But when the fullness of time had come, God sent his Son, born of a woman, born under the law, in order to redeem those who were under the law, so that we might receive adoption as children. And because you are children, God has sent the Spirit of his Son into our hearts, crying, “Abba! Father!” So you are no longer a slave but a child, and if a child then also an heir, through God. (Galatians 4:4–7)
Verse 41 The scene is set with characters, time and place. As often in the introduction, we are told what they usually did. This tells us that they are an observant, pious family. Verse 42 In Israelite tradition, one passed from childhood to adulthood at the age of thirteen (teenagers had not yet been invented). Accordingly, Jesus is still a child. The association with Bar Mitzvah is erroneous. The “as usual” is a hint of things to come: Jesus is shown regularly praying and going to the synagogue “as was his custom.” Verse 43 The details arouses our interest: how did this happen, when will the parents notice, what will they do? Above all, what will be the outcome? Verse 44 A reaction which adds suspense by slowing down the telling. Verse 45 The suspense is sustained. In this Gospel, Jerusalem functions at the location of salvation. Towards the end of the Gospel, there will be another return to Jerusalem: That same hour they got up and returned to Jerusalem. (Luke 24:33) Verse 46 In popular stories, the number three is important but here it must have a resonance for the reader familiar with the Jesus story. Verse 47 Cf. the reaction of one expert in the Infancy Gospel of Thomas: Now when Zacchaeus the teacher heard such and so many allegories of the first letter spoken by the young child, he was perplexed at his answer and his instruction being so great, and said to them that were there: Woe is me, wretch that I am, I am confounded: I have brought shame to myself by drawing to me this young child. Take him away, therefore I beseech thee, my brother Joseph: I cannot endure the severity of his look, I cannot once make clear my (or his) word. This young child is not earthly born: this is one that can tame even fire: be like this is one begotten before the making of the world. … I have deceived myself, thrice wretched man that I am: I strove to get me a disciple and I am found to have a master. Verse 48 This is the emotional climax of the story. To express the anxiety of the parents, the narrative at last breaks into dialogue. Verse 49 There are two possible translations here, because the Greek does not contain the word “house.” Instead, it runs literally, I must be “in the things” of my father. So we can translate by Temple, my father’s house, although the usage is unusual. It may also be rendered “my father’s business” as in the Douai-Rheims translation (also KJV and JB). The “must” is part of the “divine imperative” found elsewhere in the narrative: 4:43; 9:22; 11:42; 17:25; 22:37. Verse 51 A double conclusion, showing Jesus to be fully human and taking up once more the pondering of Mary. Verse 52 An inclusion: The child grew and became strong, filled with wisdom; and the favour of God was upon him.(Luke 2:40). Cf. The child grew and became strong in spirit, and he was in the wilderness until the day he appeared publicly to Israel. (Luke 1:80)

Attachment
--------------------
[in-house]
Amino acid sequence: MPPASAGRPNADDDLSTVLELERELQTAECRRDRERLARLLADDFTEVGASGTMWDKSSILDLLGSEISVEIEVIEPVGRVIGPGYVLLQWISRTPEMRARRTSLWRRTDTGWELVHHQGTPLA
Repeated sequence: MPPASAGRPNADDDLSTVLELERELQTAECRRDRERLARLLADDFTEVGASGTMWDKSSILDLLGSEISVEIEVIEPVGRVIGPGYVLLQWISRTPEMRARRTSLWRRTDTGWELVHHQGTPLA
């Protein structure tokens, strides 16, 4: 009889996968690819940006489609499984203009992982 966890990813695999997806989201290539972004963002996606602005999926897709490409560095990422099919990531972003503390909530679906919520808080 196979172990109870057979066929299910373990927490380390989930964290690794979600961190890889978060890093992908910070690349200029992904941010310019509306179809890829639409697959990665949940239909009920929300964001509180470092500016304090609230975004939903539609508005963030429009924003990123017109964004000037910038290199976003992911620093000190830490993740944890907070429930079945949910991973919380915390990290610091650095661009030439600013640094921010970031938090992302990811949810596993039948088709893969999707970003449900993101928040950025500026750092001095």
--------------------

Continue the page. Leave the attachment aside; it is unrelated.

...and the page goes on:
Pointers for prayer
1. Luke’s skill as a storyteller comes through in the details of the story in a way that many people can identify with: the loss of a child, the frantic search, the seemingly offhand speech of the teenager. Let the drama of the story speak to you. Where do you find good news in it? 2. In Luke’s Gospel this story serves to give a glimpse of the future greatness of Jesus, the teacher of his people. Sometimes we can look back over our own life, or the lives of others, and with hindsight can see in childhood or teenage years a glimpse of gifts and talents that were later to blossom. Where have you seen this? 3. “Did you not know that I must be about my Father’s business?” This seemingly insensitive reply by Jesus to Mary serves to highlight that in his life the mission given him by God would take precedence over family ties, painful though this would be. Perhaps you have known situations in your own life, or in the life of another, where there was pain for family members as you followed your own destiny? Where in the midst of the pain was the good news?
As your sons and daughters, O loving God, we come before you in thanksgiving, called and united by your eternal Word. Teach us to ponder the mystery of Nazareth, that we may always find in you the source of our strength and the unity of our families. We ask this through Jesus Christ, your Word made flesh, who lives and reigns with you in the unity of the Holy Spirit, in the splendour of eternal light, God for ever and ever. Amen.
Thought for the day and prayer
Today we have a chance to reflect on the mystery of our own families! It really is a bit of mystery, how we mostly come out okay from this most intense and formative of experiences. We receive so much that we really want to ponder and to treasure. We can also be burdened by attitudes and traits that we might well wish we were without. Yet, through it all, we are grateful. Family is our “first love” and never really loses its importance for us. Prayer Bless all our families. We thank you for the very gift of life itself we have through our parents and for all the other many gifts we receive from our families. We have received so much: help us to continue to give. Help us too to know what to overlook and forget, to pay attention to what can be healed and forgiven, and through it all to continue to love. Amen.